Sunday, 5 September 2010

Up East

We decided, a few weeks ago, as I was not working, to take a trip to the North East.  So we did.
This shows the best way to arrive in Durham - which we didn't use.  The Viaduct is Grade II* listed and easily provides the best view of the City as a whole.  Certainly I fell in love with Durham when I first saw it from the train.

Instead the whole trip was going to be fairly long, and we had tents and stuff.  So we used the car.

One of the attractive things about Durham and other university towns out of term, is that they often run the colleges (or halls of residence I guess) as B&Bs.  So we stayed in Durham Castle; during term this is  University College although no-one ever calls it that. 

This was the view from our window:
Our room was up a spiralish staircase:
 - in one small part of the Castle:
I spent a lot of time on pictures of Durham and the Cathedral the last time we were here, just over two years ago.  So I won't duplicate that post.

This trip was intended to cover some of the universities that oldest is considering.  So we spent much of the time wandering around looking at the studenty bits.

For example, the collapsed cardboard box that is the students' union:
- as seen from Kingsgate Bridge:
The New Inn (one of many fine hostelries in the city, many of which I appear to have discussed at length - exclaiming wildly - as we first drove into the place.  Sigh.  Or so oldest says, at least).  Anyway this is the nearest pub to the science site; it has no other merit I can recall:
When I was failing to become a physicist at Durham, I developed a special place in my heart for one of our lecturers.  He was very clever indeed, and made several remarkable discoveries and went on to become the Astronomer Royal for a time.  However, back in the '70s we felt he was somewhat less gifted as a lecturer.  Imagine my surprise, therefore, to discover that a new teaching complex on the science site contains this:
Those who were there when I was will understand just how deeply those words strike...

Actually, we came across several other lecture theatres named after academics who were around 30 years or so ago.  Rosemary Cramp springs to mind.  I'm not sure if there is a strange periodicitiy (if you can stick to it for that long and are quite good at what you do then they will eventually name summat after you if the building and refurbishment cycles fit in appropriately),  or whether I was just noticing the names I recognised.

Anyway, outside the new building looks quite attractive:
We visited the CS department for the prearranged Visit Day and had chats, lectures, nibbles and coffee.  The academics had turned up in force to meet the possible applicants and promote Durham, so there was a lot to find out.  We also took ourselves off on a mini-tour of the colleges.  Trevs were very friendly despite major refurbishments.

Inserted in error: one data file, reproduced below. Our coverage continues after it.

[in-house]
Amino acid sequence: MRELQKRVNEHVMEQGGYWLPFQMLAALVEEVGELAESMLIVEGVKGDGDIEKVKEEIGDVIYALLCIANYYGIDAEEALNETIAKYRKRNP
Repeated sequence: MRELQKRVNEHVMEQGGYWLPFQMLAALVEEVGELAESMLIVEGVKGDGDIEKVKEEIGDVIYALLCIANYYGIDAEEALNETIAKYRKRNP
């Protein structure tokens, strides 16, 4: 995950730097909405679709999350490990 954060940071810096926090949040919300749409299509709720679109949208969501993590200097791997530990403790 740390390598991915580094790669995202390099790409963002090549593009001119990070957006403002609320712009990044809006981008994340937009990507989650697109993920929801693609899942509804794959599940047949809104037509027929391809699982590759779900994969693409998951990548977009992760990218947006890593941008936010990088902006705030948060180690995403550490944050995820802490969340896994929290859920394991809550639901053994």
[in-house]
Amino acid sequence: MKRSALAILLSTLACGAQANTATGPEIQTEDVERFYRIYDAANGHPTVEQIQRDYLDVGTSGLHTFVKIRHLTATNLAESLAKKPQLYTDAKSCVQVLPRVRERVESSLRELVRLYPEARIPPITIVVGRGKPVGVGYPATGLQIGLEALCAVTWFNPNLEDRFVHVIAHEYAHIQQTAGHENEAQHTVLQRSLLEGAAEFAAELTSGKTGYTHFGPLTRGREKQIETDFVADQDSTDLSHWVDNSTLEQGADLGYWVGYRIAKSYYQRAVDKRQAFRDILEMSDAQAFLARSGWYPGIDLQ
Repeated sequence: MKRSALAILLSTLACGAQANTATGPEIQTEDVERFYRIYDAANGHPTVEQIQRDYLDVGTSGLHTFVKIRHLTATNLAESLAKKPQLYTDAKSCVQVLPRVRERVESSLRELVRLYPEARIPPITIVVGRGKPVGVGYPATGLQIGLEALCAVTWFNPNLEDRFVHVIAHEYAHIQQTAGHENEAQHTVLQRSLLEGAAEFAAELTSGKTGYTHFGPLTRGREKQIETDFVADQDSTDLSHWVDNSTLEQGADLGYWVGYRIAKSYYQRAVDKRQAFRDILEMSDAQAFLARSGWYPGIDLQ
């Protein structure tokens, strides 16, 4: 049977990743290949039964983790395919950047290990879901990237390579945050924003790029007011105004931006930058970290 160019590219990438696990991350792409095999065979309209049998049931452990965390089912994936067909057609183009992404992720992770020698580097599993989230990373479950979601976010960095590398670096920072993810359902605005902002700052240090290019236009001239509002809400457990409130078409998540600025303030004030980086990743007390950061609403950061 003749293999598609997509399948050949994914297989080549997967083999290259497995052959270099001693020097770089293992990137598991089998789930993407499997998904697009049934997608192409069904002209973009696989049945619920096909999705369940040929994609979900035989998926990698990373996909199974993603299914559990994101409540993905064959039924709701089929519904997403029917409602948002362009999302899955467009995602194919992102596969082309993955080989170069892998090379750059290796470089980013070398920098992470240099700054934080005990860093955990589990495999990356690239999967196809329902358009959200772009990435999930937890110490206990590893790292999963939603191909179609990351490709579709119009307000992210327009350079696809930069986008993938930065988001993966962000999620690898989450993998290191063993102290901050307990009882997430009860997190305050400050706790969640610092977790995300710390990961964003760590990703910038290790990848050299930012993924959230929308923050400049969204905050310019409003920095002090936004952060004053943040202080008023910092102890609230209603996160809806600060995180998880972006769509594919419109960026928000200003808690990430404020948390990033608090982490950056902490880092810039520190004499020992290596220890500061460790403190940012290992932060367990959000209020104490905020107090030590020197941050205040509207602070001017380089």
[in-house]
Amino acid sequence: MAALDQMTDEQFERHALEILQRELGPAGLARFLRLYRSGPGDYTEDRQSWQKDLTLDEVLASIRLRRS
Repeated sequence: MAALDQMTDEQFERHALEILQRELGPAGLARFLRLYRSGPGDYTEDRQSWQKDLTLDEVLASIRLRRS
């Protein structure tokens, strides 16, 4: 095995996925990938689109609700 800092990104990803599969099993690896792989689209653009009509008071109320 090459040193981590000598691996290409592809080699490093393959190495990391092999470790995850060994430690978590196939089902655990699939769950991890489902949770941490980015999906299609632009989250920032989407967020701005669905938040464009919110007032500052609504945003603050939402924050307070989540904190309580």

And then we left, heading North.
We whizzed past the Angel of the North:
- and after coffee in Berwick Upon Tweed, we reached Scotland. 

One of most obvious landmarks on the A1 North of the border  is of course Torness nuclear power station:
- which didn't melt down or blow up as we went past it, thankfully.  The building is a huge blot on a beautiful coastline - uglifying the landscape in a way that windfarms don't.

The rest of Scotland was fine, if a little damp.  We spent two nights with Doug Gray and family (one in a tent in their garden, including spotting a shooting star - this was during the busy time for the Perseid shower, so perhaps unremarkable - and an overinquisitive cat, the other night much drier, crashed on the floor of their lounge) and investigated St Andrew's.

I'd never been there before, so Doug took the lead as an alumni.  The town was smaller than I had expected, with ruined cathedral and castle and a long groyne/cob stretching out into the North Sea.  I gather the university is quite small too - although everone we asked assured us it was very 'full on'.  I was surprised to discover everyone wears gowns around the place (Doug explained how you can tell the year of the student from how the gown is worn).  A really pleasant and helpful postgrad showed us around the CS department, when we turned up on spec, and we also had a quick look at the Famous Golf Place thingy.  Altogther a good day out.  The only issue was I didn't take the camera out of the car with me - so no pictures of St Andrew's.

In the car on the way back, however, we saw this:

- which famously leads to this:

The Forth Rail bridge (as seen from the Road bridge).

After a late night playing games, we headed off the next morning for York.  Again the decisions regarding what we would photograph turned out to be a little random. 

Here is the A66:
Andy & Caroline were super, putting us up in York.  Andy took us around York university and the CS department - which was in the process of packing up ready to move into their new building.  So a little chaotic, but the York campus was great - and quite close to the main city.

And finally, a long, long evening drive home...   Thanks to all who accommodated us and showed us stuff!

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